RECENTLY redesigned my whole garden and put lime chip down over
weedmat. I kept some of the existing plants - two roses, a lilac
and a small kowhai tree. I realised, too late, that lime chip is
detrimental to the plants and have now pushed the stones away from
them to ensure no more lime leaches into the soil. Will this action
be enough to save the plants? I used the lime chip around the top
of terracotta pots and grasses as well, to their detriment.
CHECKED with the technical representative at Dalton's, who produce
much of the lime chip available in garden centres, and he confirmed
my own opinion. Lime chip is made from hard rock which does not
break down or dissolve readily and generally has no effect on the
soil. It's quite a different material from the garden lime you buy
to raise soil pH.
However, when you first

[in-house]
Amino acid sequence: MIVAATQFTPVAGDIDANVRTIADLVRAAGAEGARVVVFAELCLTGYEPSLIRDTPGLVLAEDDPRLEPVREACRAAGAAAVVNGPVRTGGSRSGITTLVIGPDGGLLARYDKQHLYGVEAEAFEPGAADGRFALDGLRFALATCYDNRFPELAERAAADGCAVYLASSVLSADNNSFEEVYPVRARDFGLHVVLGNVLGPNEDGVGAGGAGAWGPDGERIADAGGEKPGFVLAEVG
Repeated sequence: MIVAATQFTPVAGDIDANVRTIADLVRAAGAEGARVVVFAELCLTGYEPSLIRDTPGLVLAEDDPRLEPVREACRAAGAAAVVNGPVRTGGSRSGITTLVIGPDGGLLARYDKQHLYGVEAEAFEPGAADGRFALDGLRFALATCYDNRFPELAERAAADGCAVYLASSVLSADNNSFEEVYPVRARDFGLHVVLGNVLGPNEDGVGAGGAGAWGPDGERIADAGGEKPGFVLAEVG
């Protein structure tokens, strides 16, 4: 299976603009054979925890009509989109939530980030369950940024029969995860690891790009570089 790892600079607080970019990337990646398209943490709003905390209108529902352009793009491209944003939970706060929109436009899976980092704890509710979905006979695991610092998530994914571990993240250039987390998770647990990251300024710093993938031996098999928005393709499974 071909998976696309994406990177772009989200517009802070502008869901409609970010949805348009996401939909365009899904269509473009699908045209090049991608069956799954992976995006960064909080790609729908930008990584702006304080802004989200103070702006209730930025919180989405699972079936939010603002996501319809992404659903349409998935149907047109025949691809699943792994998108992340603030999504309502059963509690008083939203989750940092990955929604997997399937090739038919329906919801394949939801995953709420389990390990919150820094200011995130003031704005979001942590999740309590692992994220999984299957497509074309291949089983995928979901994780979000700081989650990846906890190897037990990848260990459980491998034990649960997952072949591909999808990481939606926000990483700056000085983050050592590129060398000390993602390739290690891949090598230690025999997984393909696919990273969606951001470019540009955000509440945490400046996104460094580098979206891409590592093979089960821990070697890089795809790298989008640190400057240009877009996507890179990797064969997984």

buy lime chips there can often be quite a lot of fine lime dust
covering them, and this could possibly have a slight effect on soil
pH, but should not cause serious problems.
The best thing to do
is to rinse the chips before using them around plants to remove
any dust. I don't think it likely your roses, lilac or kowhai will
suffer any ill-effects.
I'd be surprised if
lime chips would have had a seriously detrimental effect on your
grasses in the terracotta pots. Grasses do generally prefer slightly
acidic soil, but they also have a great tendency to dry out in containers,
and terracotta pots can dry out very quickly.
While a mulch of pebbles
or chips can be useful in helping to keep in moisture, it can also
give you a false sense of security as you can't actually see how
dry the mix is becoming. I've fallen into this trap myself. It could
be your grasses suffered from lack of water rather than from the
Gardener, Issue 165, 2005, Page 24
Reproduced with permission from the former Weekend Gardener magazine. The views expressed here are not necessarily those of the RNZIH.